Carisa Catherine's Reviews > Two Dark Moons

Two Dark Moons by Avi Silver
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it was amazing

Please note: I have received a free advanced reader copy of this book in exchange for an honest review.

I feel like a science teacher who is about to draw something on the board. I feel the need to preface this with "I am not an artist!".
I am not a writer, the goal of my review is just to be as honest as possible.

I loved this book so much, and I wish I had owned this book earlier in my life.\
Silver set out to write a book about all of the things they adore (queerness, self-love and giant lizards) and managed to squeeze it all seamlessly into one cohesive, interesting story. This book casually touches on so many themes and elements that would have made my life make a lot more sense if I had read it as a YA reader (my peak reading time).


I loved giggling at the antics of the characters and felt strangely protective of them as I was reading. Sohmeng can be annoying at times, but it still manages to come off as endearing. Part of my attachment to Sohmeng might have something to do with our shared method of coping: Humour. On the other hand, Hei appeals to the animalistic impulses in me: protecc, snacc, and fight bacc. These two main protagonists are basically just thrown together under strenuous circumstances. The fact that the two characters get along at all is nothing short of remarkable, but Silver does an excellent job of slowly building their dynamic and making sure their relationship to one another doesn’t feel forced.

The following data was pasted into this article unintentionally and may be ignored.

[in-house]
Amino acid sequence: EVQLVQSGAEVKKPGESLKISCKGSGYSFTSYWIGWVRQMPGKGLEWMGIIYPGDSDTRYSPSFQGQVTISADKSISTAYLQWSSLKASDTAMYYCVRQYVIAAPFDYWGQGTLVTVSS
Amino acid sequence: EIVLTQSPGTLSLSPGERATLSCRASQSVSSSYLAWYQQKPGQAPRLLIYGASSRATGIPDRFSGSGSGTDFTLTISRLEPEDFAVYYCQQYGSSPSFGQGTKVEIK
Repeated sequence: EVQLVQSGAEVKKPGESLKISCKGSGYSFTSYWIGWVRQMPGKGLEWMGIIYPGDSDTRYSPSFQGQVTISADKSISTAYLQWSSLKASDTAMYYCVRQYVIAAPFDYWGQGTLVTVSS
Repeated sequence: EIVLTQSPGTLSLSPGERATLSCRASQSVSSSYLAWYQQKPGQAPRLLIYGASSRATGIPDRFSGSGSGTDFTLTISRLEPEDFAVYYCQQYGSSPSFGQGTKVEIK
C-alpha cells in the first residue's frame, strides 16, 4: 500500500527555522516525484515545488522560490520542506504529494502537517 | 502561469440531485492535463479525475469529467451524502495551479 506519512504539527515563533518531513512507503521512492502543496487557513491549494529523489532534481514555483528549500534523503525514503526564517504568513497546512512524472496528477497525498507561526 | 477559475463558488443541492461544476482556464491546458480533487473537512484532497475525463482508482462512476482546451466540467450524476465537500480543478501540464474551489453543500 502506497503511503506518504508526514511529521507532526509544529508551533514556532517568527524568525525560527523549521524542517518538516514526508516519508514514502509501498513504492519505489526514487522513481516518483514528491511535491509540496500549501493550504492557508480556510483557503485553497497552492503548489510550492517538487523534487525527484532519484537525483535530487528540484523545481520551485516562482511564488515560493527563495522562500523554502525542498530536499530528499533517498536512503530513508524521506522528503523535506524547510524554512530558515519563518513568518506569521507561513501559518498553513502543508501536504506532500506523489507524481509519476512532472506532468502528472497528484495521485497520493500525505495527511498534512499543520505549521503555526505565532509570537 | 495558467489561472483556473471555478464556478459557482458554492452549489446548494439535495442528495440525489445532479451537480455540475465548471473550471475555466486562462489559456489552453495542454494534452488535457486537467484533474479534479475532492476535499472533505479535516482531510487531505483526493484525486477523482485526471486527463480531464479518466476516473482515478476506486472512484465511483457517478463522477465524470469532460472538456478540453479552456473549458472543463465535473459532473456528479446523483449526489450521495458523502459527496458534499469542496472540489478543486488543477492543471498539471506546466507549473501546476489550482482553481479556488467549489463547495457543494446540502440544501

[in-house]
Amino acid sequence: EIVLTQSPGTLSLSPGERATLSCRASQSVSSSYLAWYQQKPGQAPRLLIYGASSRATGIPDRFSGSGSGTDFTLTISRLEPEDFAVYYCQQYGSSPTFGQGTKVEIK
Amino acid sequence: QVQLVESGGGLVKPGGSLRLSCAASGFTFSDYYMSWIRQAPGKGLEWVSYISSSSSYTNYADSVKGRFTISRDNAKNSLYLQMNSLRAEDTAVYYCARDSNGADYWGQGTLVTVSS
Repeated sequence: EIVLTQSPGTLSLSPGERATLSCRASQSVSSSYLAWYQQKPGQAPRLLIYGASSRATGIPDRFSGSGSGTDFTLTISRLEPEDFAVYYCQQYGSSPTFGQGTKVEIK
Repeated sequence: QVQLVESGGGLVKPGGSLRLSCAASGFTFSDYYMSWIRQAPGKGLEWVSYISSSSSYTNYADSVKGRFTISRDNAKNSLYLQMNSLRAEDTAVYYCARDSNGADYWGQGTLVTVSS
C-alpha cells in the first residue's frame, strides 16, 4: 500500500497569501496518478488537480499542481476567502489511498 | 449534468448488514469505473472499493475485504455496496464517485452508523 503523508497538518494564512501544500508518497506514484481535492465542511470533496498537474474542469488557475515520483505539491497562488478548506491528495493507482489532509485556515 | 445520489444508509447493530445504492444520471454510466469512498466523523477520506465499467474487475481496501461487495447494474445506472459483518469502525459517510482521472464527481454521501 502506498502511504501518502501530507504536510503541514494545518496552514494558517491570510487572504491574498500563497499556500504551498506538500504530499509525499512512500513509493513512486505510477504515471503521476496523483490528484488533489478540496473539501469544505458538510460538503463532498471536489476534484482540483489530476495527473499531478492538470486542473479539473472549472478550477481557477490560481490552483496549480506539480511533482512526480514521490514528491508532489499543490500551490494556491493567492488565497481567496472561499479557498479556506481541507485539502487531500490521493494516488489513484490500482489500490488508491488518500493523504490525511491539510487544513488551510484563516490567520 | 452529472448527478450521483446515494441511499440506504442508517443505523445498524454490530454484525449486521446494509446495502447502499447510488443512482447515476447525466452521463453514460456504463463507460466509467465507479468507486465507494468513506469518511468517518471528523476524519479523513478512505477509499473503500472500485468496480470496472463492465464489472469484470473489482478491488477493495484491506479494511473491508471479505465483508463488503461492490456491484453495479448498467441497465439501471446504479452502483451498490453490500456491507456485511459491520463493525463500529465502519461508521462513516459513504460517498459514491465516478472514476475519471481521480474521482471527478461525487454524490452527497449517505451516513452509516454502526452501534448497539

On top of having captivating characters that keep me invested in the book, the overarching story itself was one that touched on some good themes such as the balance of nature as well as learning to accept yourself in a culture and a world that rejects you. A lot of what makes this story so compelling is the integration of the world building and these themes while still maintaining a storyline you never feel you stray from. Avi Silver does a great job of making sure the culture of the world feels cohesive and yet is never explicitly stated. A good example of this is the fact that Sohmeng's favourite phrase “Godless night” is seen as a bad thing or a swear, indicating that the worst thing you can be in this culture is without gods or without moons.

I would strongly recommend this for YA readers (particularly queer or otherwise marginalized readers) as this book tackles themes I wish I could have confronted at a younger age.

I'm excited for the rest of the Sãoni Cycle and see where this adorable oddball family goes next.
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Reading Progress

Finished Reading
June 19, 2019 – Shelved

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